The steam liner, SS Komagata Maru, set sail from Hong Kong in April 1914 and after touching Shanghai and Yokohama, reached Canada’s Burrard Inlet, near Vancouver, on May 23. It had 340 Sikhs, 24 Muslims and 12 Hindus on board, all British subjects. But the ship was not allowed to dock in Canada, leading to impassioned protests among Indians living in that country and in the US.
Various shore comities where formed and long discussion with the Canadian Government let to no result. At one such meeting, the protesters resolved that if the passengers were not allowed in, Indo-Canadians would follow them back to India and start a rebellion, Ghadar.
In July, the Canadian government ordered a tugboat to push Komagata Maru out to the sea and mobilised naval forces to make its stand clear. On July 23, after only 24 passengers were allowed to get off, Komagata Maru was forced to turn around and start its voyage back to Asia.
The vessel reached India on September 27 but a fate far worse awaited the passengers here. Komagata Maru was stopped by a British gunboat and those on board were placed under guard. The British government saw the passengers as “dangerous political agitators”. When the ship docked, the British tried to arrest Baba Gurdit Singh and 20 other “leaders” of the “political agitators”. On September 29, shots rang the air as passengers tried to flee the ship. 19 ( a board in fort of the memorial says 50) were killed. Those who escaped were later imprisoned or traced to their villages and kept under house confinement till World War I ended, but Baba Gurdit Singh went into hiding till 1922 but gave himself up after Mahatma Gandhi urged him to and served a five-year jail term.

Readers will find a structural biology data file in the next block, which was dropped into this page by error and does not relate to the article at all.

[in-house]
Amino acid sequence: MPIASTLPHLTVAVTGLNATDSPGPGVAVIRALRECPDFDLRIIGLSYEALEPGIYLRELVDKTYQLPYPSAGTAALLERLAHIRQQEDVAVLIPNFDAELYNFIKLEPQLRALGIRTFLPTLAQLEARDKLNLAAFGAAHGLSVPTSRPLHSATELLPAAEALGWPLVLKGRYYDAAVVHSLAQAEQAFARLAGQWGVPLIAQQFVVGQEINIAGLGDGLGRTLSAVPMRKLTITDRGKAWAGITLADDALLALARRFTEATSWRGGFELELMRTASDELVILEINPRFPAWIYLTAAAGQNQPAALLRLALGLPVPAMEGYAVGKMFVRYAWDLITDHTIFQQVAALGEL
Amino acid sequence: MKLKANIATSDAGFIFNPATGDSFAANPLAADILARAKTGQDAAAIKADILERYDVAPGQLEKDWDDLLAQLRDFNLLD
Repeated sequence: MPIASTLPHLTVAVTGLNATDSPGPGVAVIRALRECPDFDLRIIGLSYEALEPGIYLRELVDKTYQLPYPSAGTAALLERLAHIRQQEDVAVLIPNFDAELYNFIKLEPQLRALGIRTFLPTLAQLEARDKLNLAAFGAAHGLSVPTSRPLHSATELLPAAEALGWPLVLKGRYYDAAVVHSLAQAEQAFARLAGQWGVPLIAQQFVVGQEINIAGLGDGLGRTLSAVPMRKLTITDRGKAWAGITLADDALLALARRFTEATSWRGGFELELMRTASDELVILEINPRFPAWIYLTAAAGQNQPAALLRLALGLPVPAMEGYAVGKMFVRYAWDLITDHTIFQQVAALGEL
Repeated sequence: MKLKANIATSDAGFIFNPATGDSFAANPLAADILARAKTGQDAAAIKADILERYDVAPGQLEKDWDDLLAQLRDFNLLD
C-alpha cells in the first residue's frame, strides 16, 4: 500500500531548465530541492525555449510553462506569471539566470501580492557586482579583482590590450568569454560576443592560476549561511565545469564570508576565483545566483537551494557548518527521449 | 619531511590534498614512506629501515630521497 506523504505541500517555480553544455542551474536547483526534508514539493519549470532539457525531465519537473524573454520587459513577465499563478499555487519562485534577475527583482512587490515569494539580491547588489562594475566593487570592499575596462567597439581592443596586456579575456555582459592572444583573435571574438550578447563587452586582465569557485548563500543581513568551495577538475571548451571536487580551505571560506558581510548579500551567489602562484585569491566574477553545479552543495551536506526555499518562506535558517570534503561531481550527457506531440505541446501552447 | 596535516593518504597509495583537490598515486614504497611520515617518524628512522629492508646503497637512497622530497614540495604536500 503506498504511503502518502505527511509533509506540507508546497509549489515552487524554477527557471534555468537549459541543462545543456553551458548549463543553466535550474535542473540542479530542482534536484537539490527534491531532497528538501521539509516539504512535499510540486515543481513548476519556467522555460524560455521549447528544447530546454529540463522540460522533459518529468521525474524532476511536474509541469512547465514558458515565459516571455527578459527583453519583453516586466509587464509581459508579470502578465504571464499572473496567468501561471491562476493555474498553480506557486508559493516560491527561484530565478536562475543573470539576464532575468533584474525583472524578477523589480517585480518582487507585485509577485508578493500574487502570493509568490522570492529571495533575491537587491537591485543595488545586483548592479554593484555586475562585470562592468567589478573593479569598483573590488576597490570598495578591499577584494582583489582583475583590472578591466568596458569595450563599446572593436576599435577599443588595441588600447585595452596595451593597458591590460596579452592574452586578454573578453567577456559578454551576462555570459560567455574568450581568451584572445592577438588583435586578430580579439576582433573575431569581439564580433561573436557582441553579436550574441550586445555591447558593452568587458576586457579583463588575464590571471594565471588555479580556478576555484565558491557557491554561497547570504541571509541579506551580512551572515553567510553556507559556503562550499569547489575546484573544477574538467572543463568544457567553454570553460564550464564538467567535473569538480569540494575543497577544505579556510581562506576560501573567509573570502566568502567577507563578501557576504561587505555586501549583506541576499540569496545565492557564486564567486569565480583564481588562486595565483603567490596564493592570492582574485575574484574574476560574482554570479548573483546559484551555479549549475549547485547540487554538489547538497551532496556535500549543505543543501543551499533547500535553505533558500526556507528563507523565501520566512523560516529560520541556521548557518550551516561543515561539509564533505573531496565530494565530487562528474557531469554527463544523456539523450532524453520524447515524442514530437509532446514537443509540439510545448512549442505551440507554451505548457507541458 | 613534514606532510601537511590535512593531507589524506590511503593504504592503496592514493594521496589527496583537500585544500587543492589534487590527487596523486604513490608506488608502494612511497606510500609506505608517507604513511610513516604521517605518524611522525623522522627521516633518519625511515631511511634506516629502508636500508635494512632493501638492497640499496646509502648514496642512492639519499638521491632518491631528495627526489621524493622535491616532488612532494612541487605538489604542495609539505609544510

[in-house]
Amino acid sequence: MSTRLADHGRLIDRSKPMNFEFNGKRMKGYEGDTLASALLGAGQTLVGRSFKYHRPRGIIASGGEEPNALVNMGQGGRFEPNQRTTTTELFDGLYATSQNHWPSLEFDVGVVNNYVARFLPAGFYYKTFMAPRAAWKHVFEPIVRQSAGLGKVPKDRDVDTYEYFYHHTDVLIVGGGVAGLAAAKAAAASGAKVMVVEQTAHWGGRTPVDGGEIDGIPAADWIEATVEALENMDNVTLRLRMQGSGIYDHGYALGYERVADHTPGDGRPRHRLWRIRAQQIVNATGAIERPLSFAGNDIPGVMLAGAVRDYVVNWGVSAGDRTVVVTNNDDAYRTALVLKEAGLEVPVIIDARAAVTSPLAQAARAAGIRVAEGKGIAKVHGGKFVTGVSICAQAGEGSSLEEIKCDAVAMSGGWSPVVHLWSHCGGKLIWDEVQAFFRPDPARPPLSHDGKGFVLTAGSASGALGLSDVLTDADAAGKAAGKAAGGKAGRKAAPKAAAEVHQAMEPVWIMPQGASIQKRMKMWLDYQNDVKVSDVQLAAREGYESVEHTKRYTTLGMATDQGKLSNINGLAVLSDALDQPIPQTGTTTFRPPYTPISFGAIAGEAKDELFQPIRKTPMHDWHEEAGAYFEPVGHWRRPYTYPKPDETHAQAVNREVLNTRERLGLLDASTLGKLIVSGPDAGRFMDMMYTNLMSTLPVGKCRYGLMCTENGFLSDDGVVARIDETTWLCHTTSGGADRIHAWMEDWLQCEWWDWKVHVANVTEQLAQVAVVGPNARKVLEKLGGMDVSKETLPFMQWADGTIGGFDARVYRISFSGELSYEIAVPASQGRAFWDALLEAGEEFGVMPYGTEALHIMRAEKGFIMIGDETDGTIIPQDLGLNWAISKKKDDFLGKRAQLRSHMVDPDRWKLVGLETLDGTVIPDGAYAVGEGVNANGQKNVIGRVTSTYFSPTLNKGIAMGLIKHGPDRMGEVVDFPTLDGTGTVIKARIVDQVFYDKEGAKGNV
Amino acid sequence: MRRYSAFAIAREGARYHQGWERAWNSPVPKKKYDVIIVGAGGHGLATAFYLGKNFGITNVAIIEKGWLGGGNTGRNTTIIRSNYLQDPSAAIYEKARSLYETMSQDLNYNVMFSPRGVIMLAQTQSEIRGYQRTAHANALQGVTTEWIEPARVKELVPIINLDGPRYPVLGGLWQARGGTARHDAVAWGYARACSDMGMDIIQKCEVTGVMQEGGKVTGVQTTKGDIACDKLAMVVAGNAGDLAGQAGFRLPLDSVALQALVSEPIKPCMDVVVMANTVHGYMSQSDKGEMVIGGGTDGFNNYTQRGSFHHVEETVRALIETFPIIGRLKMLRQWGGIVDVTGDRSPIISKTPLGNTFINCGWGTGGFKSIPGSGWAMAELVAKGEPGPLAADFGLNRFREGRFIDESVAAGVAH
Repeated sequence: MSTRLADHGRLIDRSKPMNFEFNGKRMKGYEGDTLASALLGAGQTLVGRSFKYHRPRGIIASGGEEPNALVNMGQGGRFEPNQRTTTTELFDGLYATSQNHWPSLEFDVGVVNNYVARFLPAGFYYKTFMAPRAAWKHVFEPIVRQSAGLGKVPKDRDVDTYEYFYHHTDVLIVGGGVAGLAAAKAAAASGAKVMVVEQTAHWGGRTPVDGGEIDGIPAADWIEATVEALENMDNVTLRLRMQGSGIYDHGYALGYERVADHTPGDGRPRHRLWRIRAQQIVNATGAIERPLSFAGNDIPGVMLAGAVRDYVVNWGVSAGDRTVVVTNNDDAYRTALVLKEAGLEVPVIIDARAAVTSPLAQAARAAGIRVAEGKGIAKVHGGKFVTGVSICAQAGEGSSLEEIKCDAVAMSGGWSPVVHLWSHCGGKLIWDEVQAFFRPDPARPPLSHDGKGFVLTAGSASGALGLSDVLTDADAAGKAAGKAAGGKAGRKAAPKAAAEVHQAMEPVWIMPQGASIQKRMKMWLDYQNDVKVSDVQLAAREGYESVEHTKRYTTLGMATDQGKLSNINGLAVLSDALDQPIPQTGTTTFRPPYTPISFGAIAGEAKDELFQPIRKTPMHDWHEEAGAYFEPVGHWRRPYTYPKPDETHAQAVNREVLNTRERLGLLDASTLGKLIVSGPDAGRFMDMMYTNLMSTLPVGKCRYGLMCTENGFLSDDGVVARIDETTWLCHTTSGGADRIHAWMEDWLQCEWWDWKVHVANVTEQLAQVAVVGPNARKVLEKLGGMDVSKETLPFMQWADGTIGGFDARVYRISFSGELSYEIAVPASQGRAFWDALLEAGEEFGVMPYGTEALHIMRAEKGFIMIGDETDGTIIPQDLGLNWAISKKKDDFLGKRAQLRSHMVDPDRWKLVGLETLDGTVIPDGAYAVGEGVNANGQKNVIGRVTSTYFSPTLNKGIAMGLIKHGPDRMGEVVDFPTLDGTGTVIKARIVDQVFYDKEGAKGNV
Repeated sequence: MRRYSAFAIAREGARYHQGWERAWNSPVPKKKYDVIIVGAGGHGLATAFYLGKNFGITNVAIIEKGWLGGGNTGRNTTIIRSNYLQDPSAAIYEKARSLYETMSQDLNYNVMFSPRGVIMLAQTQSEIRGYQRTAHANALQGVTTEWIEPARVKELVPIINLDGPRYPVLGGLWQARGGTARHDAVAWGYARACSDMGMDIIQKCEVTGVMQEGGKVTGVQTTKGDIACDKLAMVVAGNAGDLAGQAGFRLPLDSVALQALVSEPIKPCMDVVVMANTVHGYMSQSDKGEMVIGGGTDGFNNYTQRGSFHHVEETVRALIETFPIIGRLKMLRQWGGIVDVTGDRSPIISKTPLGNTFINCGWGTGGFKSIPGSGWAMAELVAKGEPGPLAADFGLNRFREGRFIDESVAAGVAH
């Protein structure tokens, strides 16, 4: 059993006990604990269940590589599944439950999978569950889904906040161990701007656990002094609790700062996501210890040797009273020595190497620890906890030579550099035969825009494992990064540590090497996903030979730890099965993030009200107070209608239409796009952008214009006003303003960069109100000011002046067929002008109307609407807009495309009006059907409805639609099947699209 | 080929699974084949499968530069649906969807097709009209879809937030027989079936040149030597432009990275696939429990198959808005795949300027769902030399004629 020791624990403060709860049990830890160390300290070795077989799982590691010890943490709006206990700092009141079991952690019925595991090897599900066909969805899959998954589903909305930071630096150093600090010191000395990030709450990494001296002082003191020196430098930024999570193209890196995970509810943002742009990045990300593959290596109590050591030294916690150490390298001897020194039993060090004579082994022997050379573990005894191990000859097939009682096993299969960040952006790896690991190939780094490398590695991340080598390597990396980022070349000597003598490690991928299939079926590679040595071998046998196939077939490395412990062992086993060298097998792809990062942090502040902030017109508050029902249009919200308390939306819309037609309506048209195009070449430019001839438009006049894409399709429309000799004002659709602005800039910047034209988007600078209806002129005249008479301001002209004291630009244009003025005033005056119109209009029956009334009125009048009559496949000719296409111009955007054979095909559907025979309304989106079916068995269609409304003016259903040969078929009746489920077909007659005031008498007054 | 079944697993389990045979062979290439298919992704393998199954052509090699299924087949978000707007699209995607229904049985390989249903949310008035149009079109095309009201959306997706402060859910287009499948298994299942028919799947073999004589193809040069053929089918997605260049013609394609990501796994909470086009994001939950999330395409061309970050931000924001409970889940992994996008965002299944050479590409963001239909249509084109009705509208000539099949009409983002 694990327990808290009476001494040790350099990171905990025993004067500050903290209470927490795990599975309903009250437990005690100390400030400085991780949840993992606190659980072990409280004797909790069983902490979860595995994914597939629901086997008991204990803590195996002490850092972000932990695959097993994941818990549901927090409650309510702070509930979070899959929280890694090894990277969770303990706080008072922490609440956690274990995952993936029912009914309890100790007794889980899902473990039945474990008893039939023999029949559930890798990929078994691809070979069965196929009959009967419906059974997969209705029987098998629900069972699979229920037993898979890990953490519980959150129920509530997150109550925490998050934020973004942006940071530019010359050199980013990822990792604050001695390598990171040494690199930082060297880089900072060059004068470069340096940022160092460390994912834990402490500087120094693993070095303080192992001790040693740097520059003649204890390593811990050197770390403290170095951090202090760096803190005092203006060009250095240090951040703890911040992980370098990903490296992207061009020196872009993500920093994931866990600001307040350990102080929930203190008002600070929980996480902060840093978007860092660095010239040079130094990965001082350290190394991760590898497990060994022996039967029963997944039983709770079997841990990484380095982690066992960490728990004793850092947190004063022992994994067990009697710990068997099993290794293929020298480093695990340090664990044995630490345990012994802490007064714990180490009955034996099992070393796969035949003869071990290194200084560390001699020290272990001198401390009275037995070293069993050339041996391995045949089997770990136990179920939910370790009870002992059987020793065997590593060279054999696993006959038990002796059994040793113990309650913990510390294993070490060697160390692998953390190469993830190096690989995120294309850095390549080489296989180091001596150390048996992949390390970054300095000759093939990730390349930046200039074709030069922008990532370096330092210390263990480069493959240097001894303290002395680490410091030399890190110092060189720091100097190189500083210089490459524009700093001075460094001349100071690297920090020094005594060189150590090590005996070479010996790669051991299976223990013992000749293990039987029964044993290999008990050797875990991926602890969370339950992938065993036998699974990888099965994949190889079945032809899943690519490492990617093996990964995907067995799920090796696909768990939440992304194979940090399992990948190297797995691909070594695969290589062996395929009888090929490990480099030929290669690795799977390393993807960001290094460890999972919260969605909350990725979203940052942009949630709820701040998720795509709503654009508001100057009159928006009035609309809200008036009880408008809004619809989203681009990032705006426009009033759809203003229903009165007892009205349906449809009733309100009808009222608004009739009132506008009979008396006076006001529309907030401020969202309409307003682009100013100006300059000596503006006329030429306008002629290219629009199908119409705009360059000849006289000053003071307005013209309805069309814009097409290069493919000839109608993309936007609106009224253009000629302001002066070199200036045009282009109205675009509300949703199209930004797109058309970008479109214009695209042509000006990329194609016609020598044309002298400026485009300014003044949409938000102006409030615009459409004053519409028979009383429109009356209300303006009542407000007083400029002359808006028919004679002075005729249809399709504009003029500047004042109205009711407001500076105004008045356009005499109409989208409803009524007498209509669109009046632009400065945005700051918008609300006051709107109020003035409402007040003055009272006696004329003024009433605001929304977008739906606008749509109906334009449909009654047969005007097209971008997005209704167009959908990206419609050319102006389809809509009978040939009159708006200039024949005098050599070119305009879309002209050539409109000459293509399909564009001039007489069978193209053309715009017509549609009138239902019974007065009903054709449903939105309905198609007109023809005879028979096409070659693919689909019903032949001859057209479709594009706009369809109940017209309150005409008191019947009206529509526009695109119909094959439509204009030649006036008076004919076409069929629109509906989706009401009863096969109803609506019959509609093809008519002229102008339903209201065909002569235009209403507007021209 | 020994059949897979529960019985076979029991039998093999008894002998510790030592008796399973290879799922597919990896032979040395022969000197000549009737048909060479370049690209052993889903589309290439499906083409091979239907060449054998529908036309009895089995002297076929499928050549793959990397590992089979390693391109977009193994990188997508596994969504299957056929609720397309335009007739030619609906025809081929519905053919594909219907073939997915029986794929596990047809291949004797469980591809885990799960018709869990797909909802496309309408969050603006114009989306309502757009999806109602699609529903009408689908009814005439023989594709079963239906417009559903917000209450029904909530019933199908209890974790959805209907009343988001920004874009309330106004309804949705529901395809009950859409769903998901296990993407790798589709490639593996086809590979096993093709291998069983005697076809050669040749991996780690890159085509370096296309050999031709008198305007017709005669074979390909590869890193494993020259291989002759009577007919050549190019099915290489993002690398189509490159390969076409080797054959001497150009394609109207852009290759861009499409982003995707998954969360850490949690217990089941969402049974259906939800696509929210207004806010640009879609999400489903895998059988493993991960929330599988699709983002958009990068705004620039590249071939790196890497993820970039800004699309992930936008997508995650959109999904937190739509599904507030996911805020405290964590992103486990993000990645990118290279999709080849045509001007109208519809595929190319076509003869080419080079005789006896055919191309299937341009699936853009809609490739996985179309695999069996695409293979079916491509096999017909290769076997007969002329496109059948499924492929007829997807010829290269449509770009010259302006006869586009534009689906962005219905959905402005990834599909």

In 1952 the Indian Government erected a memorial in memory of the martyrs of Komagata Maru. It was designed by architect Habib Rahaman and was inaugurated by the first Prime Minister of India Jawaharlal Nehru.
The Kirpan shaped memorial is today enclosed in a small courtyard, which represents more of a religious shrine than a martyrs memorial and one has to remove his shoes before entering it.
Recent efforts have been made to restore the memorial and the courtyard and glow sign has been put blocking the view of the memorial. The golden coloured plaques at the base of the memorial, showing different incidence of the Komagata Maru incident, have been give a multi coloured face-lift.
The courtyard also marks a spot where a tree was said be planted by Gurdit Singh, but sadly the tree have long vanished. It also contains a list of the martyrs, which far exceeds the official count of 19.